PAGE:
African American soldiers before World War I "showed an average mental age of ten" based on an "intelligence" test requiring knowledge of card games, Becky Sharpe, ensilage, advertising jingles, and the most prominent industry of Gloucester. And the New York Sun once required job applicants to undergo personality assessments based on the shapes of their noggins, a practice Oliver Wendell Holmes called "an attempt to estimate the money in the safe by the knobs on the outside."
Typecasting isn't just a history of such stereotyping. The 555-page tome also is a disturbing collective biography of people who measured heads with calipers to determine the best and brightest, exhibited dark-skinned men in zoos with apes, cut open the skulls of criminals, organized state fair competitions awarding the "fittest families," and carried out compulsory sterilization. People, in other words, bent on preventing "the spread and multiplication of worthless members of society."
In capable prose, media historians Elizabeth and Stuart Ewen describe the way minstrel shows, films, thesaurus-making, criminal anthropology, and the Adam and Eve story developed or prolonged "the notion that society was divided between those whose fertility should be encouraged and those whose hereditary lineage called for curtailment." * The authors make it clear that the "eugenic" policies of Nazi Germany were inspired by practices started in the United States. Less explicitly, but no less significantly, they describe the historical roots of contemporary social control and practices such as racial and ethnic profiling, mug shots, fingerprinting, identity cards, and databases.
by Jonathan Raban (Pantheon)
Travel writer turned novelist Jonathan Raban has crafted a disarming portrait of American society set in the not-too-distant future, an eerie tableau laced with ruminations on the "War on Terror," and our consequent transformation into a surveillance-hungry society. Everyone is watching everybody else: A journalist investigates the reclusive author of a best-selling memoir; daughters monitor mothers; and tenants spy on landlords (who are spying on them). No one is spared and no one is innocent. As Raban articulates this vision of post-9/11 society, where information is an imperative (and is constantly confused with knowledge), he implicates even his readers, offering a guilty and fascinating peek into the private motivations of all-too-real characters as they carry out their acts of surveillance.
Ayaan Hirsi Ali is best known as the scriptwriter of the controversial film that rocked the Netherlands and led to the slaying of director Theo van Gogh. Less known, however, is her conviction that Islam perpetuates ignorance and inequality. The Muslim world needs an Enlightenment, she argues, and, indeed, she has a matchbook in hand. With poignant honesty, this autobiography traces Hirsi Ali's lifelong struggle with her faith; describes the war, poverty, and fundamentalism that plagues Africa; and peers into the hidden, often dismal, lives of Muslim women. Hirsi Ali challenges the reader's opinions about Islam and warns of the dangers of moral relativism. Whether you agree with her or not, Hirsi Ali is asking the hard questions that no one else dares to ask, and for that, this is an immensely important book.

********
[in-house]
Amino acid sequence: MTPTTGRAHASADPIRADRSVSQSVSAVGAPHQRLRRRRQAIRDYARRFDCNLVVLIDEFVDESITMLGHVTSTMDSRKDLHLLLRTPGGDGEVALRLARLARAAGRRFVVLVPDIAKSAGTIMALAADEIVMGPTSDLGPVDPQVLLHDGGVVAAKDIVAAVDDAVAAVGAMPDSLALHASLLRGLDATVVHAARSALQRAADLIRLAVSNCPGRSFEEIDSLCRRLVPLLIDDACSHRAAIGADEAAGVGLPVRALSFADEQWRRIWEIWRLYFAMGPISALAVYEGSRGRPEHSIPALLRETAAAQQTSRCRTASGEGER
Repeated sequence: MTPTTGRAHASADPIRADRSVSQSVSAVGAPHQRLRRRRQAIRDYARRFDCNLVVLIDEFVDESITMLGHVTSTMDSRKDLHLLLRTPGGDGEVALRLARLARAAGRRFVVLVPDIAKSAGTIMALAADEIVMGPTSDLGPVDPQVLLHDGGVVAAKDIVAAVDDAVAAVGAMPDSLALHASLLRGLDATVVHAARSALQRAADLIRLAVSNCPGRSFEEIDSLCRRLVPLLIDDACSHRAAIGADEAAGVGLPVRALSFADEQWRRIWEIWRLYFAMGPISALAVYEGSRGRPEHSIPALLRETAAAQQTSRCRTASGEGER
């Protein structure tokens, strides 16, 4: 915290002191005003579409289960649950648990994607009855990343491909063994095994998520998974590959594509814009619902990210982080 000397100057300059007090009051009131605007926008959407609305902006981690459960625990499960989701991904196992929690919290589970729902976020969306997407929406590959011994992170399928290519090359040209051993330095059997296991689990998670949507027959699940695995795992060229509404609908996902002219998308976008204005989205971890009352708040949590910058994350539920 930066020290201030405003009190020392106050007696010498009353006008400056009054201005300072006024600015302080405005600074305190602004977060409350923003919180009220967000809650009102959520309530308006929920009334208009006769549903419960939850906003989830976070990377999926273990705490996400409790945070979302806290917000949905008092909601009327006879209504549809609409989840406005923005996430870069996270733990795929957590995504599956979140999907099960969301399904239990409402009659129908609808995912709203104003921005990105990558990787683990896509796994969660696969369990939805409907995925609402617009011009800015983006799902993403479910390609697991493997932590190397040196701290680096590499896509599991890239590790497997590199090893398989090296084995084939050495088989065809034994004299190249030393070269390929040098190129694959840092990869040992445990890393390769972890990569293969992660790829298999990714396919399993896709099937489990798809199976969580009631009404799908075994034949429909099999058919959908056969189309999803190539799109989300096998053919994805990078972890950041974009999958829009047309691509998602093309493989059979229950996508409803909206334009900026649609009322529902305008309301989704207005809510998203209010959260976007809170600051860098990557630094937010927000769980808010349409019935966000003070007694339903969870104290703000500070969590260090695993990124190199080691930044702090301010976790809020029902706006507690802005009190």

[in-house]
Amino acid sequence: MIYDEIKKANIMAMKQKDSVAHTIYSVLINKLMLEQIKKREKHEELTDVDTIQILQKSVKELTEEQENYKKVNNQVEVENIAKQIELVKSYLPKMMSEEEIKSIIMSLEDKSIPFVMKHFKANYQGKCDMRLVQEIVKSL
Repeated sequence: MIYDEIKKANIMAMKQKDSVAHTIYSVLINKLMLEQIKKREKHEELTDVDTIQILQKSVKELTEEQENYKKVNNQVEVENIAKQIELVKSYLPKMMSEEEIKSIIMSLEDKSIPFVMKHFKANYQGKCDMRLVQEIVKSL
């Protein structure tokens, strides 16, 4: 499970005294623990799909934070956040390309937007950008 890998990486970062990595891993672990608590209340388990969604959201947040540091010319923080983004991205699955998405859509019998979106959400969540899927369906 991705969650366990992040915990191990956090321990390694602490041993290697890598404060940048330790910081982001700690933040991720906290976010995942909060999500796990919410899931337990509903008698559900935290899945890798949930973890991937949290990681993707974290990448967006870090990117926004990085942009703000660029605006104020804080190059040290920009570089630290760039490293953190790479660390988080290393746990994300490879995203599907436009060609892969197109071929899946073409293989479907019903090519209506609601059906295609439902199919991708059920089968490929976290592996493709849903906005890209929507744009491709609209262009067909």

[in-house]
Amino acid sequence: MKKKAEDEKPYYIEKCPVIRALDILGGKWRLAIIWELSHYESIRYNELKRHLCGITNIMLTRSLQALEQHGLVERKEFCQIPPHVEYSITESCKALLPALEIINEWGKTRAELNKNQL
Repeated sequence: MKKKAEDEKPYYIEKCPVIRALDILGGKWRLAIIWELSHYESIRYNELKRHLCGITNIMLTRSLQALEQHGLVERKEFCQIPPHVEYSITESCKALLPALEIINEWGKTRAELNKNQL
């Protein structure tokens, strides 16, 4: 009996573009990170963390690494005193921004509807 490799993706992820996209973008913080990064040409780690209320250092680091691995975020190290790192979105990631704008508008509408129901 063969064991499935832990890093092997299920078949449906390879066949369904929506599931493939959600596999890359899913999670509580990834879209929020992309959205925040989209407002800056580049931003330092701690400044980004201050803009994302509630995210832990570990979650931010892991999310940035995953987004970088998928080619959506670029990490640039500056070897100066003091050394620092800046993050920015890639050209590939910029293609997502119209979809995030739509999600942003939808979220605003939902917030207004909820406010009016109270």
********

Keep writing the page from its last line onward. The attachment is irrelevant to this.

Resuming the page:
edited by Lauren M.E. Goodlad and Michael Bibby (Duke University)
"It is a more powerful position to reject society than to be rejected by it," states one essay in Goth: Undead Subculture, and glimmers of insight like this keep the casual reader churning through this collection of writings that probe beneath its subjects' pale skin. The academic-minded book is best suited to cultural studies aficionados and goths themselves, but may be useful to anyone seeking to understand the ideologies and lifestyles of the black-eyeliner set. It exhumes the roots of goth in punk rock, vampire lore, Renaissance fashions, and other sources; probes identity and community; and traces goth's arc in pop culture, from David Bowie and Siouxsie Sioux to Edward Scissorhands and Buffy the Vampire Slayer. The upshot: Though it's been appropriated, assimilated, and imitated, goth isn't about to give up the ghost.
by Sarah E. Igo (Harvard University Press)
Most people don't bat an eye at the myriad statistics and studies cited by the media, the government, and the dinner guest. In The Averaged American, Sarah E. Igo documents the "movement of social data into everyday life," a fascinating shift rarely mentioned in discussions of the United States in the middle of the 20th century. Igo's well-written, well-organized book focuses on three iconic moments: the Middletown studies of the "supposedly typical American community," the emergence of the Gallup and Roper opinion polls, and the controversial Kinsey reports on sexual behavior. Though some people disputed the methods or results of these studies, most accepted their newfound importance as the "inevitable product of a modern 'mass society.' " But, as Igo compellingly argues, the studies themselves were every bit as responsible for creating and maintaining that mass society.